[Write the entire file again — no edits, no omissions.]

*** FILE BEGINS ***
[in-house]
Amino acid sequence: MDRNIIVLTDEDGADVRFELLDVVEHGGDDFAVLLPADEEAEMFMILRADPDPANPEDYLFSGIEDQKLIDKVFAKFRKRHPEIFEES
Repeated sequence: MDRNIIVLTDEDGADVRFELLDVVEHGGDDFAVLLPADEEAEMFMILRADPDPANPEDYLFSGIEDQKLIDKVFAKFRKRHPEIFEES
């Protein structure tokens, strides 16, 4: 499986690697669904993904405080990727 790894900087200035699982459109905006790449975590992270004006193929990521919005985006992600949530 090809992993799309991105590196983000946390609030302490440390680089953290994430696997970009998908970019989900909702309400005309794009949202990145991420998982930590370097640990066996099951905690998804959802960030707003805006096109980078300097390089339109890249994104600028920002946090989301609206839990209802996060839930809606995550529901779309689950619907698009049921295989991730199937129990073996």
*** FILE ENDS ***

[in-house]
Amino acid sequence: MDRNIIVLTDEDGADVRFELLDVVEHGGDDFAVLLPADEEAEMFMILRADPDPANPEDYLFSGIEDQKLIDKVFAKFRKRHPEIFEES
Repeated sequence: MDRNIIVLTDEDGADVRFELLDVVEHGGDDFAVLLPADEEAEMFMILRADPDPANPEDYLFSGIEDQKLIDKVFAKFRKRHPEIFEES
């Protein structure tokens, strides 16, 4: 499986690697669904993904405080990727 790894900087200035699982459109905006790449975590992270004006193929990521919005985006992600949530 090809992993799309991105590196983000946390609030302490440390680089953290994430696997970009998908970019989900909702309400005309794009949202990145991420998982930590370097640990066996099951905690998804959802960030707003805006096109980078300097390089339109890249994104600028920002946090989301609206839990209802996060839930809606995550529901779309689950619907698009049921295989991730199937129990073996």